With 'cliff' averted, budget cuts Congress' next task
BY RANDY KREHBIEL World Staff Writer
Thursday, January 03, 2013
1/03/13 at 7:18 AM
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Conservatives alarmed by the tax bill passed this week by Congress should take heart, say two Oklahoma congressmen on different sides of Tuesday's contentious vote in the House of Representatives.
The fight over spending, they said, is just beginning.
"I think this game is going to change dramatically and with almost breathtaking speed," 4th District U.S. Rep. Tom Cole said by phone on Wednesday.
"The goal is to solve the debt," said 5th District U.S. Rep. James Lankford, the only member of the Oklahoma delegation to vote against the deal. "The goal is not to see how many ways you can raise taxes."
Lankford, also speaking by telephone, said the bill was a "50-50" for him, with much to recommend it, and that he accepts his colleagues' decisions as "a principled vote."
Third District U.S. Rep. Frank Lucas, whose district includes Osage County and most of Creek County, said the deal was good for his mostly rural constituency, on the whole. He noted the package included an extension of the farm bill through Sept. 30.
"This legislation is only one step in the process of solving Washington's spending problem," Lucas said in a written statement. "Now it's time for the president to work with Congress to address our $16 trillion dollar debt and find responsible, commonsense ways to cut spending and grow our economy."
Cole maintained, as he has for some time, that settling the revenue side of the equation - which this week's legislation effectively does - allows the discussion to focus on spending.
"There's no more revenue to be had, at least not until we have total tax reform and that will take a year," Cole said.
"It won't happen in the next 90 days. If we're going to solve the sequestration issue, if we're going to solve the continuing resolution, if we're going to solve the debt ceiling, then the president is going to have to come across with really major spending cuts and entitlement reforms."
As many have pointed out, this week's agreement does not so much avert the fiscal cliff as take a step back from it. Over the next few months, Congress faces a series of deadlines on spending cuts, government funding and national debt that are likely to prove contentious.
"(President Obama) is going to have to lead his party, or as many of them as he can get, and bring them to the table," Cole said. "He's never done that before. This isn't like Bill Clinton, who could always bring 40 or 50 votes with him."
Cole said neither Obama nor anyone in his administration, with the possible exception of Vice President Joe Biden, has demonstrated much ability at "legislative negotiations."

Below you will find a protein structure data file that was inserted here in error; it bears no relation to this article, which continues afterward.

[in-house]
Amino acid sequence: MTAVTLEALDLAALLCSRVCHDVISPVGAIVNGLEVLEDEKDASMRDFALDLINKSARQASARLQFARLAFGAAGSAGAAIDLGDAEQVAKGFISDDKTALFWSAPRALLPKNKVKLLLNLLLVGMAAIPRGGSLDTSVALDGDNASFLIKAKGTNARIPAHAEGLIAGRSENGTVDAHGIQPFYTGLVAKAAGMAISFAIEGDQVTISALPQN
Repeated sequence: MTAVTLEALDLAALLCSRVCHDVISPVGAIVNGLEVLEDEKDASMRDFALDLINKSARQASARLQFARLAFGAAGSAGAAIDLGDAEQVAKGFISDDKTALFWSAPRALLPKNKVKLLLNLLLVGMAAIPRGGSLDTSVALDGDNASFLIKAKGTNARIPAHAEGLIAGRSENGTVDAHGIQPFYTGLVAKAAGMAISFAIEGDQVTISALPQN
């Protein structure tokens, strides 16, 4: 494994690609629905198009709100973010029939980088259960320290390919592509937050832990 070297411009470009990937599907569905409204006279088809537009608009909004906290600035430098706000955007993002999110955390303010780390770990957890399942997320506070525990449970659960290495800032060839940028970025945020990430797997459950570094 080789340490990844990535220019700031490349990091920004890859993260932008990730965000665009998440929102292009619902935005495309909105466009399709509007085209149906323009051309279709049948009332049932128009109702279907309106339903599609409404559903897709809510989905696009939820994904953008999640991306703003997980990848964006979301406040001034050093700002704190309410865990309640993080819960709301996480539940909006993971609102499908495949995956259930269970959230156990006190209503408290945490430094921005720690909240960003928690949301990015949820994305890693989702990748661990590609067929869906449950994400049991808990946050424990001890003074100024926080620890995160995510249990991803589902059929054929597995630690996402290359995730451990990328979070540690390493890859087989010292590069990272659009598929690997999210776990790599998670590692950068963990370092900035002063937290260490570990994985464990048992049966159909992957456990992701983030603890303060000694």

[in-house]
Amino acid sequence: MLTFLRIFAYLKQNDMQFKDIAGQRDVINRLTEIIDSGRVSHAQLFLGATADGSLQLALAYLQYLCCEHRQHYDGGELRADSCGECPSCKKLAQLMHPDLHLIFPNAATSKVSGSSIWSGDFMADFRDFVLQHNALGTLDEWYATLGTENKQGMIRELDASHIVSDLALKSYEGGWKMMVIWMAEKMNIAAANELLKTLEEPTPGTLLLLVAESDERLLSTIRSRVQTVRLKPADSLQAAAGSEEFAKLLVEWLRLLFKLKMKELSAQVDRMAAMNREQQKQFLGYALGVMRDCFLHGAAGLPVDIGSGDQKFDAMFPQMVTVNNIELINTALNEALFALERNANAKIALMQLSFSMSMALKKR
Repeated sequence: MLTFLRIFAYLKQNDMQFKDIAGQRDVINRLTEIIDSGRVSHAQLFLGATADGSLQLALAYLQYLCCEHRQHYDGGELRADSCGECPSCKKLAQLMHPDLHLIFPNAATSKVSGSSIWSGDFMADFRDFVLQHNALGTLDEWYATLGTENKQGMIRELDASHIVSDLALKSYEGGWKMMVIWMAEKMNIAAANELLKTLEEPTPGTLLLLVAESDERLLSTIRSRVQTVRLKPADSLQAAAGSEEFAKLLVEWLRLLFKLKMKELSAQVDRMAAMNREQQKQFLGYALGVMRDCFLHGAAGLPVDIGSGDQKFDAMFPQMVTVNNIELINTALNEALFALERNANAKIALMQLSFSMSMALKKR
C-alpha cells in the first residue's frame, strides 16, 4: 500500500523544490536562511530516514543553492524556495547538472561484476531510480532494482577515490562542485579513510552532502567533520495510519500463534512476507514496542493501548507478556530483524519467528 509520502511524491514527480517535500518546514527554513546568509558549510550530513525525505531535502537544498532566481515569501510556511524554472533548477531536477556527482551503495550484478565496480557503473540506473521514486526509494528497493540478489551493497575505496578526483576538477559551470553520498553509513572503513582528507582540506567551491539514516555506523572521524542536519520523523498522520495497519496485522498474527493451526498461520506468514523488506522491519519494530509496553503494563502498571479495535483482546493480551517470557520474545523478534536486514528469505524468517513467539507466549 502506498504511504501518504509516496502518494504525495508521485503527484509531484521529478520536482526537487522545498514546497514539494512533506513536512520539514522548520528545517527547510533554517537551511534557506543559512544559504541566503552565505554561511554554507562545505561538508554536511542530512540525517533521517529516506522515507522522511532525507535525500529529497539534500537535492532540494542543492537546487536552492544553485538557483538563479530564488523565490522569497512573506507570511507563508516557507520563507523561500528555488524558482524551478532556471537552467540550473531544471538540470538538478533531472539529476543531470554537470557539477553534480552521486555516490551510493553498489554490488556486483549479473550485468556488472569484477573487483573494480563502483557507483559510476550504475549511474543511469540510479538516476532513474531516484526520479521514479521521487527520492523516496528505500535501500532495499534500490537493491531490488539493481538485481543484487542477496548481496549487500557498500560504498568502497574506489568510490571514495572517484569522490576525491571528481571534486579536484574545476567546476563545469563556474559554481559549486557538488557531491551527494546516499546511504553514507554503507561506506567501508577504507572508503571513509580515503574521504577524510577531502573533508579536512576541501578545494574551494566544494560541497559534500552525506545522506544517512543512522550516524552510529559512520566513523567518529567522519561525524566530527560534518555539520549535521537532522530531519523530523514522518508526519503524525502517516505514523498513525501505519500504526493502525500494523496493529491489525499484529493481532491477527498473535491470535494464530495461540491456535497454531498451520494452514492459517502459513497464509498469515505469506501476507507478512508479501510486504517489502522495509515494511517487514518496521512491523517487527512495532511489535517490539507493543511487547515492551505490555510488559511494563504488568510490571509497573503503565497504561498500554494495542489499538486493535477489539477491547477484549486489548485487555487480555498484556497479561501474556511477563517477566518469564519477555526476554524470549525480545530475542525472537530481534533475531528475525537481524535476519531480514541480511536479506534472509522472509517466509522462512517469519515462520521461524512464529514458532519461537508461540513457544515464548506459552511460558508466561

"I'm looking forward to the next encounters," Cole said, "because they're going to be on issues and on political ground much more favorable to Republicans."
Lankford said he heard from many in his district, which includes most of the Oklahoma City metro area, who were "frustrated by the direction of this bill."
"We kept trying to focus not on the fiscal cliff but on the deficit," Lankford said. "The fiscal cliff is a product of a sky-rocketing deficit. Our hope was that this moment would be used to help resolve some of our debt-deficit issues. It wasn't.
"The fiscal cliff was never a problem. The debt and deficit of our nation is the problem," Lankford said. "The fiscal cliff was just one moment of many moments we will need to get on top of this. We don't need higher tax brackets. We need lower deficits, and nothing in the fiscal cliff agreement lowers our deficit spending."
Cole named to Rules Committee
Rep. Tom Cole, R-Okla., was appointed to the House Rules Committee Wednesday by House Speaker John Boehner.
The Rules Committee is part of the House leadership and works with the speaker and majority leader to schedule bills and set the terms of debate on the House floor. Every piece of legislation considered by the House must first pass through the Rules Committee.
Cole will continue to serve on the House Budget Committee and the House Appropriations Committee.
"It's a tremendous honor to be asked to serve on the House Rules Committee," Cole said. "Serving on the Rules Committee while also serving on the Appropriations Committee and Budget Committee will provide a unique opportunity to influence crucial legislation to reduce the national debt. Balancing the budget will be the focus of the 113th Congress, and enacting responsible spending cuts and entitlement reform will be my top priority."
How they voted
Late Tuesday, the U.S.
House approved the American
Taxpayer Relief Act of
2012, which is known as the
fiscal cliff bill. Passage was
257-167, and it came after the
Senate approved the bill 89-
8. Oklahoma Sens. Jim Inhofe
and Tom Coburn voted for the
bill. Here is how Oklahoma’s
House members voted:
Dan Boren, D
Tom Cole, R
Frank Lucas, R
John Sullivan, R
James Lankford, R
Original Print Headline: Budget cuts Congress' next task
Randy Krehbiel 918-581-8365
Cole and Lankford: The two Oklahoma lawmakers were on opposite sides of the House's vote on "fiscal cliff" legislation, but both agree that the real work - on spending cuts - begins now.